Different paths, same mountain: Daoism, ecology and the new paradigm of science
AbstractWestern physics in the 18th century was fundamental in establishing basic concepts in the study of economics. However, this form of physics has now been comprehensively displaced by progress within Western science, notably the rise of the new paradigm of science formalised as systems theory. This utilises new mathematical techniques incorporating Newtonian science within a far larger field of understanding that also includes the complex, unpredicateble and fluid aspects of the real world. However, the institutions of the modern world, especially industrial globalisation, remain based on the principles of the Newtonian world view that sees the universe as ultimately stable and ordered, and human activity fundamentally separate from nature. Environmentalism and green economics are focused on redressing the imbalances between humanity and nature that are being caused by the success of the industrial revolution created by Newtonian physics. The awareness of other cultures made possible by modern globalisation has, however, produced opportunities to understand alternative ways of thought. The ancient Chinese system of Daoism is one which in many respects has an approach that can be usefully contrasted with the new paradigm of science and environmental issues.
Download InfoIf you experience problems downloading a file, check if you have the proper application to view it first. In case of further problems read the IDEAS help page. Note that these files are not on the IDEAS site. Please be patient as the files may be large.
As the access to this document is restricted, you may want to look for a different version under "Related research" (further below) or search for a different version of it.
Bibliographic InfoArticle provided by Inderscience Enterprises Ltd in its journal Int. J. of Green Economics.
Volume (Year): 2 (2008)
Issue (Month): 2 ()
Contact details of provider:
Web page: http://www.inderscience.com/browse/index.php?journalID=158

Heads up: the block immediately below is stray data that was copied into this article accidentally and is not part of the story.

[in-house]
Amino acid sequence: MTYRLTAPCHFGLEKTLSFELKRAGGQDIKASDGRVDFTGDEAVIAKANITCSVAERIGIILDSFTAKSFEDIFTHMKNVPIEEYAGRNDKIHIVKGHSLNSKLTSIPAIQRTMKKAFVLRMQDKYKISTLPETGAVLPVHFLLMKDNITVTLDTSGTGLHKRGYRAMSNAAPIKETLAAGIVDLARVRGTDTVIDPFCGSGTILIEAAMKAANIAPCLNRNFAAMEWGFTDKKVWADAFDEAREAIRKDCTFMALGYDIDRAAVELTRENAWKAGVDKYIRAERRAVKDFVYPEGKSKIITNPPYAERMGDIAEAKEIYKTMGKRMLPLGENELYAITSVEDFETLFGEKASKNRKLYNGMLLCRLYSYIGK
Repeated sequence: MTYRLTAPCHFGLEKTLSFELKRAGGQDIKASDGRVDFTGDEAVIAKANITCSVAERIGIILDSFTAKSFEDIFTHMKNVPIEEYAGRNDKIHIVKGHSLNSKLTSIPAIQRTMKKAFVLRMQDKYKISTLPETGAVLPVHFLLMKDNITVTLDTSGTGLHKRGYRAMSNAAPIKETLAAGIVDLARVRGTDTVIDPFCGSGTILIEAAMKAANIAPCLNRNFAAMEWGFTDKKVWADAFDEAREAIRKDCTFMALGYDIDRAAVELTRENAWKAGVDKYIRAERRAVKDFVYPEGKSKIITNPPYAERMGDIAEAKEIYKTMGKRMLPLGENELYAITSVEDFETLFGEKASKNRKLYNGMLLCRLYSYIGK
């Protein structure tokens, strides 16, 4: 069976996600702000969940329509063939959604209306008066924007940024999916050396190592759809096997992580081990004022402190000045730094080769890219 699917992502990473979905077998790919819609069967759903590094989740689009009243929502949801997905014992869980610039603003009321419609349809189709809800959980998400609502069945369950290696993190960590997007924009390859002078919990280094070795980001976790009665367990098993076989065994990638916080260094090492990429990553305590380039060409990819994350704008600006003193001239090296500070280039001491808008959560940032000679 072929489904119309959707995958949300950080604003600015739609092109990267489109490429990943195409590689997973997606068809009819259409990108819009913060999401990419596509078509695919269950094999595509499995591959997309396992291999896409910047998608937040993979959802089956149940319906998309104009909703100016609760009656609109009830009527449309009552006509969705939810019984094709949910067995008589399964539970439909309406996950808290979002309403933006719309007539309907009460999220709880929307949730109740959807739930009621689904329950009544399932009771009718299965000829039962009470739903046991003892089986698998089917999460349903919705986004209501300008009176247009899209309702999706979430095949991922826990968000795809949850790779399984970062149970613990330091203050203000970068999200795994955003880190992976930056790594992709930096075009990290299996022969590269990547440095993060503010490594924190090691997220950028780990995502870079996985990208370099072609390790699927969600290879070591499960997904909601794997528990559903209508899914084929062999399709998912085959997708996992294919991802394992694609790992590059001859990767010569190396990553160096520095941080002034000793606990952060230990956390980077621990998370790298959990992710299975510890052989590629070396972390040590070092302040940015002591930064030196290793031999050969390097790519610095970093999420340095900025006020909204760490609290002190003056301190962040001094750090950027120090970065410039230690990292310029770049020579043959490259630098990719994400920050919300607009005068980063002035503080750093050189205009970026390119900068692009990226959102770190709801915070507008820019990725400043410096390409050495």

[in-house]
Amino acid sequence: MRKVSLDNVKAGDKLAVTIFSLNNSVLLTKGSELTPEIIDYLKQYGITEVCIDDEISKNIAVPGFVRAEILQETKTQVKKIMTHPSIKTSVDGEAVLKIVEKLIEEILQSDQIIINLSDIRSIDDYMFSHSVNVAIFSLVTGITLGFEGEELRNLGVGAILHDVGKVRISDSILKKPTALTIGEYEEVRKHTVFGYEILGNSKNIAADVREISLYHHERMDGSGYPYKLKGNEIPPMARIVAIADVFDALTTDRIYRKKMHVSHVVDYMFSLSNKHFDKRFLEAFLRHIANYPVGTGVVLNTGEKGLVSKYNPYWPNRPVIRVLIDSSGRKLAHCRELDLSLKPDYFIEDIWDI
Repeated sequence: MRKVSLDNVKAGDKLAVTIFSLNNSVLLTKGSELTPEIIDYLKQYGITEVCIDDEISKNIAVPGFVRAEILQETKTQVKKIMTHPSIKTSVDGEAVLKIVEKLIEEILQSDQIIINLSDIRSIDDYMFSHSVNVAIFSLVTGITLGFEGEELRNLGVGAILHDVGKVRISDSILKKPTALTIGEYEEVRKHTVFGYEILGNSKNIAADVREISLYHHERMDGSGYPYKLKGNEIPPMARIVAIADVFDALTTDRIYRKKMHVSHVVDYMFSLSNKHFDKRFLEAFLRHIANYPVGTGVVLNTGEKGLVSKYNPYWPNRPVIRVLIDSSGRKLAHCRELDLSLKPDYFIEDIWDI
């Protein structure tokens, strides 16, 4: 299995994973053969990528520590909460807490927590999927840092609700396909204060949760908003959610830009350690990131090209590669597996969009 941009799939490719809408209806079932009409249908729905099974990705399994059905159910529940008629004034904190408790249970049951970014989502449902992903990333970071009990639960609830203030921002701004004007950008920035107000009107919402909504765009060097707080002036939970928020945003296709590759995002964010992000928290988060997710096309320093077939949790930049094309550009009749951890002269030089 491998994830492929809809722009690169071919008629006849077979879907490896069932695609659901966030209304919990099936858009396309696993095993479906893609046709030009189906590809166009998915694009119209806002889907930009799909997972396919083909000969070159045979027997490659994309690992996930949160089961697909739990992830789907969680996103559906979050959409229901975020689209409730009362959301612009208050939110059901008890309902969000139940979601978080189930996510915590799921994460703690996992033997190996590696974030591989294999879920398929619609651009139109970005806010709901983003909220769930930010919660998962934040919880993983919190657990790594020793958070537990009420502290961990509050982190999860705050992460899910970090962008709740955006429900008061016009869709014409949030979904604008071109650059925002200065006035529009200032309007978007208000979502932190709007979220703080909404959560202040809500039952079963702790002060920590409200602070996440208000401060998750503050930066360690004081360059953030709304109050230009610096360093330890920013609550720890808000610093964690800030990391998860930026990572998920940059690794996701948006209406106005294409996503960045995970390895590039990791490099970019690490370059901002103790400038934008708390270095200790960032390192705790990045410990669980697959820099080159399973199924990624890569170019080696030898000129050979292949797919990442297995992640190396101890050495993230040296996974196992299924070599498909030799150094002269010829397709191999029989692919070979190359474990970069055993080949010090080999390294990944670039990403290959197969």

philosophy; science; epistemology; China; Daoism; nature; culture; logic; systems theory; health; environmentalism; green economics; globalisation; ecology.;
You can help add them by filling out this form.
reading list or among the top items on IDEAS.Access and download statisticsgeneral information about how to correct material in RePEc.
For technical questions regarding this item, or to correct its authors, title, abstract, bibliographic or download information, contact: (Graham Langley).
If you have authored this item and are not yet registered with RePEc, we encourage you to do it here. This allows to link your profile to this item. It also allows you to accept potential citations to this item that we are uncertain about.
If references are entirely missing, you can add them using this form.
If the full references list an item that is present in RePEc, but the system did not link to it, you can help with this form.
If you know of missing items citing this one, you can help us creating those links by adding the relevant references in the same way as above, for each refering item. If you are a registered author of this item, you may also want to check the "citations" tab in your profile, as there may be some citations waiting for confirmation.
Please note that corrections may take a couple of weeks to filter through the various RePEc services.